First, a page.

Lucky Dog Poker: Are you guilty of ‘string bets’ at the table? Don't be
Feb 16,2009 00:00 by Russ Scott

Questions about illegal "string bets" and when to make a pot-sized bet highlight LuckyDog Poker's e-mailbag this week.

This situation came up at a recent home game. The blinds are $5,000 and $10,000. Player "A" announces a raise, and as he does, he sets $20,000 in chips out past his cards and his chip stack. Does this action constitute a string raise? — Jeff S.

No, this is not a string raise, Jeff. The player apparently said, "Raise," either BEFORE he moved his chips forward or AS he was putting them into the pot. Both actions are legit, since he said, "Raise."

The amount he put in also was legit (a minimum raise, double the big blind), so technically he didn't have to announce he was raising because he made one motion with a correct amount of raising chips.

A string raise occurs when a player first calls a bet ($10,000 in this example) without saying anything, then reaches back to his stack to get more chips, intending to raise. Even if he says, "Raise," at that point, the raise is not allowed in most card rooms.

The raise also would be disallowed if the player had said, "I'll call your $10,000, and raise you $10,000." Once he says the word "call," he can't raise or fold — he can only call. Verbal declarations are binding.

If a player says, "Raise," before moving any chips forward, he can first put in enough chips to call, then go back to his stack one time for raising chips. If he announces the amount of the raise before doing anything else, he can make multiple forward motions with chips until his bet equals the amount he announced.

It almost always is best to say "raise" before acting, Jeff, because then you can take a minute to calculate how much you want to raise (in a no-limit or pot-limit game), and there won't be any confusion at the table.

Jeff also asked: The betting on a hand has gotten to the river. Player "B" is first to act and checks. Player "A" bets, and "B" calls. Who is first to show down cards: "B," who has acted first throughout the hand, or "A," whose bet was called?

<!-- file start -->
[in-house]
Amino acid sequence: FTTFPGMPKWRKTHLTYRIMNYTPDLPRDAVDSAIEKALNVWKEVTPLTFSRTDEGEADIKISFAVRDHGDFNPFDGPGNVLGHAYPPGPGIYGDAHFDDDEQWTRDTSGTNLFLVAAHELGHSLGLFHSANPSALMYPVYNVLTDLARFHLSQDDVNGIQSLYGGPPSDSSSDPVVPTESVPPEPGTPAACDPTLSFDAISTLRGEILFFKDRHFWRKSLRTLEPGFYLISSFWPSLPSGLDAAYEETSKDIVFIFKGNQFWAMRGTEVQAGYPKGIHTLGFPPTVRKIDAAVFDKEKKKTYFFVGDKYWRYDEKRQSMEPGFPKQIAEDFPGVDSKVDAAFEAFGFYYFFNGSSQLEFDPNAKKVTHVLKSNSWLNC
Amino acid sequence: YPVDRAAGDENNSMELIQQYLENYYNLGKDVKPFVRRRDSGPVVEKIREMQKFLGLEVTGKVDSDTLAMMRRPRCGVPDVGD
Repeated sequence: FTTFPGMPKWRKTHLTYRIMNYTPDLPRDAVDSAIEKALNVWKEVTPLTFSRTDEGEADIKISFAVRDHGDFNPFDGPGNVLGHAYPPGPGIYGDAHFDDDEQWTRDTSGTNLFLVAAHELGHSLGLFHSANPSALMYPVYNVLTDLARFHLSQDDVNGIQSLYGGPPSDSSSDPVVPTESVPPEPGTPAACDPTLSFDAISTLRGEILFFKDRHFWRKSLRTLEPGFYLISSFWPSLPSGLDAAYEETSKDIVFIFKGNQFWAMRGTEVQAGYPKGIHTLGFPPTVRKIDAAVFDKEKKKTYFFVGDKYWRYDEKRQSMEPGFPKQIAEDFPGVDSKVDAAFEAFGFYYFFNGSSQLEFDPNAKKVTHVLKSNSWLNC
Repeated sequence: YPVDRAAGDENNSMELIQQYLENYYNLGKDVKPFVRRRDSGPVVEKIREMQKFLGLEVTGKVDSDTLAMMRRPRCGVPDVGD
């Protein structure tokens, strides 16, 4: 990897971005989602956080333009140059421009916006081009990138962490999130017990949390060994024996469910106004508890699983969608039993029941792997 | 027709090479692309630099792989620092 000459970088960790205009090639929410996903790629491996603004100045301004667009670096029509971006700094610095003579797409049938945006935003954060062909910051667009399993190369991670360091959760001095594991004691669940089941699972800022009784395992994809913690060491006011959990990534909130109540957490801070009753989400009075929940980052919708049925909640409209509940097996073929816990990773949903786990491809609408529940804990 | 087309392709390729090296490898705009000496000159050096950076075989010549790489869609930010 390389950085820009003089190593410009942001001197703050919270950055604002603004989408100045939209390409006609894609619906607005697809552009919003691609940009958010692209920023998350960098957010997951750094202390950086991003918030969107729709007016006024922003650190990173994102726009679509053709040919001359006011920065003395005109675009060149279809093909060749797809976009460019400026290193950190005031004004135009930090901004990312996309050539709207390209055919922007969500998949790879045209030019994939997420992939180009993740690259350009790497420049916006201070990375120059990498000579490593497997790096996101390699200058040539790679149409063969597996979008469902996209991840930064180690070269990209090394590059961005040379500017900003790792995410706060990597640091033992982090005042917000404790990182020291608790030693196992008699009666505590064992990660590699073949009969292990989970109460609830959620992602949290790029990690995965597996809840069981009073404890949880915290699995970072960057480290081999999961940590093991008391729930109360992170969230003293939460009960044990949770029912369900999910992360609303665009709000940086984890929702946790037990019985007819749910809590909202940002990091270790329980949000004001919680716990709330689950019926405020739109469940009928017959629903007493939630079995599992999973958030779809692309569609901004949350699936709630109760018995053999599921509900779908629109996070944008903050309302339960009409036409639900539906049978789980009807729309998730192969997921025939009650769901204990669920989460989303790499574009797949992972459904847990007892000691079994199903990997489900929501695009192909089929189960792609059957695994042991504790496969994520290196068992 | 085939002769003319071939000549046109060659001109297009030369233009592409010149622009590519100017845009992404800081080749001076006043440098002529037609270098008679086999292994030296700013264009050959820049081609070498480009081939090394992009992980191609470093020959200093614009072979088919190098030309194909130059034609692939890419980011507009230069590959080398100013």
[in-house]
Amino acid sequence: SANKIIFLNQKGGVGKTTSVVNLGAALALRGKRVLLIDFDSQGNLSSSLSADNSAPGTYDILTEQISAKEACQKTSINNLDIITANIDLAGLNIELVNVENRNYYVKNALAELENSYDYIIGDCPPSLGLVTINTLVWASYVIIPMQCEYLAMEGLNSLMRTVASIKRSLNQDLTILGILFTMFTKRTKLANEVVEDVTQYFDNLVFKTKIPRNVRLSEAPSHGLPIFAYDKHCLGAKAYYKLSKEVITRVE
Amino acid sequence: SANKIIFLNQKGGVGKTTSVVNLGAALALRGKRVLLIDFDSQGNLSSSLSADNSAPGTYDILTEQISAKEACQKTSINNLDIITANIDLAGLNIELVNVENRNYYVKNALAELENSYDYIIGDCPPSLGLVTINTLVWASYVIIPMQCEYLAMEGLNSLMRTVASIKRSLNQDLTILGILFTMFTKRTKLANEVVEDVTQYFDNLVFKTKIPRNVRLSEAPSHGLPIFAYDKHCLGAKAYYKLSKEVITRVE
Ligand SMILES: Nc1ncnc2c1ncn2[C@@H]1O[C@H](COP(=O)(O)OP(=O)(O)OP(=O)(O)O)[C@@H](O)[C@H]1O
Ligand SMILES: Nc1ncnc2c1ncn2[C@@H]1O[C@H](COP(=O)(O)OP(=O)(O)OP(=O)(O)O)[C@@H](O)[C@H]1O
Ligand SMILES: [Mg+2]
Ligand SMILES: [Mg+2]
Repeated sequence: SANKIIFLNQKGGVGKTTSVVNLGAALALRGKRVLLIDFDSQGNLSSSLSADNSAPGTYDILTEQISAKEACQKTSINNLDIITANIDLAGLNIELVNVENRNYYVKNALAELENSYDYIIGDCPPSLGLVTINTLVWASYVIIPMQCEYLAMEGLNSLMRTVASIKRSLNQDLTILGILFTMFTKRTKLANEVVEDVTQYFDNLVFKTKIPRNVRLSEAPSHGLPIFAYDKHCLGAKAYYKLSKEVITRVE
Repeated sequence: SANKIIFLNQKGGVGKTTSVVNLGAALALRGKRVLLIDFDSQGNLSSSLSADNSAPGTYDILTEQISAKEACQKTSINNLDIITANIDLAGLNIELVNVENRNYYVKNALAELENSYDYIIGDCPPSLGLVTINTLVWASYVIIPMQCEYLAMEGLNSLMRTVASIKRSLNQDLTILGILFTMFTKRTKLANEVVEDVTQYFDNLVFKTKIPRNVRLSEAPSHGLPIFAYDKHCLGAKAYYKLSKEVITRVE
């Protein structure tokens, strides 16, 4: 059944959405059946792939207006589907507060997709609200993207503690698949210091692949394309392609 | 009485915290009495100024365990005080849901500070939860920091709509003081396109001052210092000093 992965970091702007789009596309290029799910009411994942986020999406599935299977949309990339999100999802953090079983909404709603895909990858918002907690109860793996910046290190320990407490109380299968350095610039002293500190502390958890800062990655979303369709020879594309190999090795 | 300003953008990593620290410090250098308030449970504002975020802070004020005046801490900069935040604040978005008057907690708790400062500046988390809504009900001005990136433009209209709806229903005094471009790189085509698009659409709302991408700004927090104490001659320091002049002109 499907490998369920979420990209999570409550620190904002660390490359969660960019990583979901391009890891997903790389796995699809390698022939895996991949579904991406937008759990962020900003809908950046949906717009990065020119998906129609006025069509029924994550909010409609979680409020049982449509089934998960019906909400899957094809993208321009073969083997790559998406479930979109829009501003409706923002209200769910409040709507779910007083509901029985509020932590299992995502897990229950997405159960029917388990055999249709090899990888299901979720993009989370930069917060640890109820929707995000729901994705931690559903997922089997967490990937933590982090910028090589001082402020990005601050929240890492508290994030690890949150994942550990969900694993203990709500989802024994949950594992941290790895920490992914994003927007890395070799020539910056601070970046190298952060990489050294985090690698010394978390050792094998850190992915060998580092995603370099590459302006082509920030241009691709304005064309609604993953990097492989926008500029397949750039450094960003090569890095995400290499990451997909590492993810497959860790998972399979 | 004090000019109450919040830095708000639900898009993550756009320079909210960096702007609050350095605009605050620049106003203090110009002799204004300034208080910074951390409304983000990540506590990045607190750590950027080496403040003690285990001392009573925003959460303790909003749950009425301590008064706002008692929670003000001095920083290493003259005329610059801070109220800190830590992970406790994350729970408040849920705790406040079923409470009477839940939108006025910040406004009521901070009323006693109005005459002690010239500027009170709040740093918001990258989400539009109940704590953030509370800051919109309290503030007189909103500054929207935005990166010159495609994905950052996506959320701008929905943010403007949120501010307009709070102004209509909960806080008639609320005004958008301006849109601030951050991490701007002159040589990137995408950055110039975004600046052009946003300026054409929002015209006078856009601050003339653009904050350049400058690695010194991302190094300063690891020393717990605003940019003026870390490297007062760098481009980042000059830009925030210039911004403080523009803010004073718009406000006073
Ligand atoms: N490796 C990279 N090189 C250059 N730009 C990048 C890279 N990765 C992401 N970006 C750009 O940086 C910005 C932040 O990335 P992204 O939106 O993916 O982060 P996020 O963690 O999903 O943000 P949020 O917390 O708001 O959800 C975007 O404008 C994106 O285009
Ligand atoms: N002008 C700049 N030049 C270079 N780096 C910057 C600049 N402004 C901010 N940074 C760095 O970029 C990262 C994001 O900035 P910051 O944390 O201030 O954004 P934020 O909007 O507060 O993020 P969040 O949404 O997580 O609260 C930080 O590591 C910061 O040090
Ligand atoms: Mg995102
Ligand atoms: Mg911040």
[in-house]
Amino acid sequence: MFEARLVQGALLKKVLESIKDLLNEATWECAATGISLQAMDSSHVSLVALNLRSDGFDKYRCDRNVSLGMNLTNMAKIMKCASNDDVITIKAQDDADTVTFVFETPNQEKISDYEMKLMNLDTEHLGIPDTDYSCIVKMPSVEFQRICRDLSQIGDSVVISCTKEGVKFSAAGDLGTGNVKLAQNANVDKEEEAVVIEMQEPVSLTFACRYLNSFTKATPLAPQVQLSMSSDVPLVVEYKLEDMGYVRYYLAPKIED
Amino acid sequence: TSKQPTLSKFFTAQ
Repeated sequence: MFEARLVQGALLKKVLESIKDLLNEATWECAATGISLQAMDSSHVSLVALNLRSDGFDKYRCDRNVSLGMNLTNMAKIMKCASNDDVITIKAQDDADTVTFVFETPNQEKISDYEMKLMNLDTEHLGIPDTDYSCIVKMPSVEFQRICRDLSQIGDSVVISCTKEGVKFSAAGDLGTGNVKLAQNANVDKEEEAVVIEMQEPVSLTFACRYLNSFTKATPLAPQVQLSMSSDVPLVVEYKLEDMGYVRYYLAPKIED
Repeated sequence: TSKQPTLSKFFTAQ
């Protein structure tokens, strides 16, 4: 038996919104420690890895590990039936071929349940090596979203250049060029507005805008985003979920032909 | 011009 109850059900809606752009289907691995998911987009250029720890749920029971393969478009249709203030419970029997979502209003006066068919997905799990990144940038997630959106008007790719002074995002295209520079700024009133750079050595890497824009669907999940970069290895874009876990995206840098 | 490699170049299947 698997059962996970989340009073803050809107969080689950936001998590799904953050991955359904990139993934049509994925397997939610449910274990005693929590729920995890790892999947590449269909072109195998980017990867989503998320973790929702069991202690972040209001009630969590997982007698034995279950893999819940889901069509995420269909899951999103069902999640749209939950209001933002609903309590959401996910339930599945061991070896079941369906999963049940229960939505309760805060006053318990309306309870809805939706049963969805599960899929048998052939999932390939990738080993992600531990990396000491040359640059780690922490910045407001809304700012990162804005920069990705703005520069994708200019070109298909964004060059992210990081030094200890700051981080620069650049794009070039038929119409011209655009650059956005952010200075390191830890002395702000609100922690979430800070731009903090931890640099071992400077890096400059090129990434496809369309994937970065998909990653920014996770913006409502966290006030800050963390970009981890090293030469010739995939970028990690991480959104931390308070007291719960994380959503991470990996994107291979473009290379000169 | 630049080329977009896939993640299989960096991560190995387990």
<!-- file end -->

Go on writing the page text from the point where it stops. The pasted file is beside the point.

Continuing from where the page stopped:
Player "A" is supposed to show his hand first, Jeff. He is the last player to make a bet or raise that was called by another player. Calling a bet gives you the right to see your opponent's hand before showing yours. If your opponent has you beat, you can muck your hand face-down if you wish.

I don't recommend mucking, however. Just turn your hand up, even if you think you're beat, because "cards speak for themselves." That way, if you accidentally overlook a winning hand, you still would take the pot because you showed the best hand.

I think I am getting a feel for when to bet half the pot, three-fourths or when to make a pot-sized bet. But I see guys betting triple or quadruple the pot, and I am not sure if that is a good investment. I usually think they don't have a strong hand and they are chasing something, trying to get rid of any callers. What do you think? — Bob B. of Manitowoc, Wisc.

You're correct, Bob. A lot of tournament players have developed the habit of over-betting the pot to drive out opponents. I think it's often a dangerous play because if an opponent has called or made a pre-flop raise, then stayed in on the flop, how can you be sure you can drive him out with an overbet?

I'm not a fan of risky play in the early and middle stages of a tourney. My suggestion is to identify players who make this move more often than seems reasonable, then pick a good spot and trap them with your slow-played big hand.

As far as your betting patterns go, experience will teach you when a small bet or raise will win a pot with minimal risk, or when a pot-sized or larger bet is needed to drive out an opponent.

One more thing: Don't be predictable, especially if you're facing the same players a lot. For example, if you always make a pot-sized bet when you flop trips and only bet half the pot size when you flop top pair, opponents will catch on. Mix it up some so they'll never know for sure the strength of your hand.

E-mail your poker questions and comments to for use in future columns.

Copyright 2009 Russ Scott. Distributed By Creators Syndicate Inc.